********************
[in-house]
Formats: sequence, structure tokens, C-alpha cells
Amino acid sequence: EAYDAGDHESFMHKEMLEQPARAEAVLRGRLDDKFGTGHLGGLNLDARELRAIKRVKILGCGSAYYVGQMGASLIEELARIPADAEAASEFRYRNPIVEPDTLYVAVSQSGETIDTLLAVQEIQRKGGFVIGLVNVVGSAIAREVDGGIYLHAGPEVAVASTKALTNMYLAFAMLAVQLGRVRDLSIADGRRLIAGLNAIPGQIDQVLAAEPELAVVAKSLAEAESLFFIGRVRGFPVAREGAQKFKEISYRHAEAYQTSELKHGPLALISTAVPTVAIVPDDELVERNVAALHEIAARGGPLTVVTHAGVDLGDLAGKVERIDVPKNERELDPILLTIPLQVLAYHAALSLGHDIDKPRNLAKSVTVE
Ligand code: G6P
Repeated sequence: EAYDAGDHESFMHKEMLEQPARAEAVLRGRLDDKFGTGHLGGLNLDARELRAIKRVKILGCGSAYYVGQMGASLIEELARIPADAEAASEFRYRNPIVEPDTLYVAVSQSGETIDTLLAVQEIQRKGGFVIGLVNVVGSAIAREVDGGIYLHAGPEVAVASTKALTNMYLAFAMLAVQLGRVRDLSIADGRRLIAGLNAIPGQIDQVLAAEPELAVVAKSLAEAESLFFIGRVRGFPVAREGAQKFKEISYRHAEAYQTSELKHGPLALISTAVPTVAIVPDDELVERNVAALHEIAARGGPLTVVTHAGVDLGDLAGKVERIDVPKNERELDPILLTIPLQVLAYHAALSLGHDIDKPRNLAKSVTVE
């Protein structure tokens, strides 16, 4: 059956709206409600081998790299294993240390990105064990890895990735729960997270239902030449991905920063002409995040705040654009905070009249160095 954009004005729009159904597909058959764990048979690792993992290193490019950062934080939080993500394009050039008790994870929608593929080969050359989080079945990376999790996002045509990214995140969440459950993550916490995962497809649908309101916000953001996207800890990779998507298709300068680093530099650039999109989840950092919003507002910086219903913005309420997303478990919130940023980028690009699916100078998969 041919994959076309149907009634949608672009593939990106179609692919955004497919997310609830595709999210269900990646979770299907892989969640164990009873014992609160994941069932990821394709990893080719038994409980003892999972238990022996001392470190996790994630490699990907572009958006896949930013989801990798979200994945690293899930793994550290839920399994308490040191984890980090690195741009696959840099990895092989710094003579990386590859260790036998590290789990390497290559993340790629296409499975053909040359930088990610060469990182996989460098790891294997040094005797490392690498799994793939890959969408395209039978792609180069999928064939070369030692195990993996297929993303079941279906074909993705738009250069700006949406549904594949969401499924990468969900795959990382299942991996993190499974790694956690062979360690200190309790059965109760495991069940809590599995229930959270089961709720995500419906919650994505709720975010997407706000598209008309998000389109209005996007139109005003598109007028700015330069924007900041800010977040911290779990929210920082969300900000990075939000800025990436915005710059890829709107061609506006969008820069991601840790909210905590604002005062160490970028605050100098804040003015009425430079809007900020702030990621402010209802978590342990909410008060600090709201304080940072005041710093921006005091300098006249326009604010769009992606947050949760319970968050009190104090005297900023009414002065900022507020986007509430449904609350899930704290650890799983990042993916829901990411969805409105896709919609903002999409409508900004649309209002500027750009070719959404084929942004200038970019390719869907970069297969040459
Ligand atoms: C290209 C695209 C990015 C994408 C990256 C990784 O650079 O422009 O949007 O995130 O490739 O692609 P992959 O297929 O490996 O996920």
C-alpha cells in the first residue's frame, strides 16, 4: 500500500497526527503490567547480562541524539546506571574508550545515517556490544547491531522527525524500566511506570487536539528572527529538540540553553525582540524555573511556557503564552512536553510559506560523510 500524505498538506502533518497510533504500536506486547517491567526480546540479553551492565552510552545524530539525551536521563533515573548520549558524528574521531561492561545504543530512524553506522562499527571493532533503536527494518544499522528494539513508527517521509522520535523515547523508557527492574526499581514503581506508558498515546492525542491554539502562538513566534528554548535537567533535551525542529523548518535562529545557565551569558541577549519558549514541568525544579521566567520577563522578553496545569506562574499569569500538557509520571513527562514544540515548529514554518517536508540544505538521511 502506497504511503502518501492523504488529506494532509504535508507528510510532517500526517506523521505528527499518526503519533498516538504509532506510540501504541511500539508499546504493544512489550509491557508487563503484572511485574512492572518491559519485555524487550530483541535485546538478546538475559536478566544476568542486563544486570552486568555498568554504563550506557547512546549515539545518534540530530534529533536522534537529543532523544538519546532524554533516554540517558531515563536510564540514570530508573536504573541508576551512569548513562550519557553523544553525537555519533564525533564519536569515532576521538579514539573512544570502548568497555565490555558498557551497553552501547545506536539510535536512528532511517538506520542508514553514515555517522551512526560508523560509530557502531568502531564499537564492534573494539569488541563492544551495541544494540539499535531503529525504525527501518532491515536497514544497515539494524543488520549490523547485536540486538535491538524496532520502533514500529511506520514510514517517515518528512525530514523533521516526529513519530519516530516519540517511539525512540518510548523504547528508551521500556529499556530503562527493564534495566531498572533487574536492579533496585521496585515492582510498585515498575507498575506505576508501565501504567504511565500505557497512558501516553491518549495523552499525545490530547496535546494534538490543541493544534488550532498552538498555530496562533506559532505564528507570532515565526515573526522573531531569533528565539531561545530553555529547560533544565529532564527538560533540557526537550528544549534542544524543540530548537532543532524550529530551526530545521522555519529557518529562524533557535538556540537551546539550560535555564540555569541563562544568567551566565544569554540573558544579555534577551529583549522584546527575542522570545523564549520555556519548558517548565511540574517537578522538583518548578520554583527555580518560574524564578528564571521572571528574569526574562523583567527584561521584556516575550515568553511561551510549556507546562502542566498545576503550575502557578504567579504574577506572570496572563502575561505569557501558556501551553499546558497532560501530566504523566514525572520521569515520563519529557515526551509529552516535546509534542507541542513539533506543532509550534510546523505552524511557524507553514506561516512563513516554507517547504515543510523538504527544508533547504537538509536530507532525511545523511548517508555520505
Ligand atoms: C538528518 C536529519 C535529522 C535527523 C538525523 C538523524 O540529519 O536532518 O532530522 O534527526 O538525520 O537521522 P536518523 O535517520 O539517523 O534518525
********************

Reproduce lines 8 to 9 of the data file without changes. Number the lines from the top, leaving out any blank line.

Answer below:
C-alpha cells in the first residue's frame, strides 16, 4: 500500500497526527503490567547480562541524539546506571574508550545515517556490544547491531522527525524500566511506570487536539528572527529538540540553553525582540524555573511556557503564552512536553510559506560523510 500524505498538506502533518497510533504500536506486547517491567526480546540479553551492565552510552545524530539525551536521563533515573548520549558524528574521531561492561545504543530512524553506522562499527571493532533503536527494518544499522528494539513508527517521509522520535523515547523508557527492574526499581514503581506508558498515546492525542491554539502562538513566534528554548535537567533535551525542529523548518535562529545557565551569558541577549519558549514541568525544579521566567520577563522578553496545569506562574499569569500538557509520571513527562514544540515548529514554518517536508540544505538521511 502506497504511503502518501492523504488529506494532509504535508507528510510532517500526517506523521505528527499518526503519533498516538504509532506510540501504541511500539508499546504493544512489550509491557508487563503484572511485574512492572518491559519485555524487550530483541535485546538478546538475559536478566544476568542486563544486570552486568555498568554504563550506557547512546549515539545518534540530530534529533536522534537529543532523544538519546532524554533516554540517558531515563536510564540514570530508573536504573541508576551512569548513562550519557553523544553525537555519533564525533564519536569515532576521538579514539573512544570502548568497555565490555558498557551497553552501547545506536539510535536512528532511517538506520542508514553514515555517522551512526560508523560509530557502531568502531564499537564492534573494539569488541563492544551495541544494540539499535531503529525504525527501518532491515536497514544497515539494524543488520549490523547485536540486538535491538524496532520502533514500529511506520514510514517517515518528512525530514523533521516526529513519530519516530516519540517511539525512540518510548523504547528508551521500556529499556530503562527493564534495566531498572533487574536492579533496585521496585515492582510498585515498575507498575506505576508501565501504567504511565500505557497512558501516553491518549495523552499525545490530547496535546494534538490543541493544534488550532498552538498555530496562533506559532505564528507570532515565526515573526522573531531569533528565539531561545530553555529547560533544565529532564527538560533540557526537550528544549534542544524543540530548537532543532524550529530551526530545521522555519529557518529562524533557535538556540537551546539550560535555564540555569541563562544568567551566565544569554540573558544579555534577551529583549522584546527575542522570545523564549520555556519548558517548565511540574517537578522538583518548578520554583527555580518560574524564578528564571521572571528574569526574562523583567527584561521584556516575550515568553511561551510549556507546562502542566498545576503550575502557578504567579504574577506572570496572563502575561505569557501558556501551553499546558497532560501530566504523566514525572520521569515520563519529557515526551509529552516535546509534542507541542513539533506543532509550534510546523505552524511557524507553514506561516512563513516554507517547504515543510523538504527544508533547504537538509536530507532525511545523511548517508555520505
Ligand atoms: C538528518 C536529519 C535529522 C535527523 C538525523 C538523524 O540529519 O536532518 O532530522 O534527526 O538525520 O537521522 P536518523 O535517520 O539517523 O534518525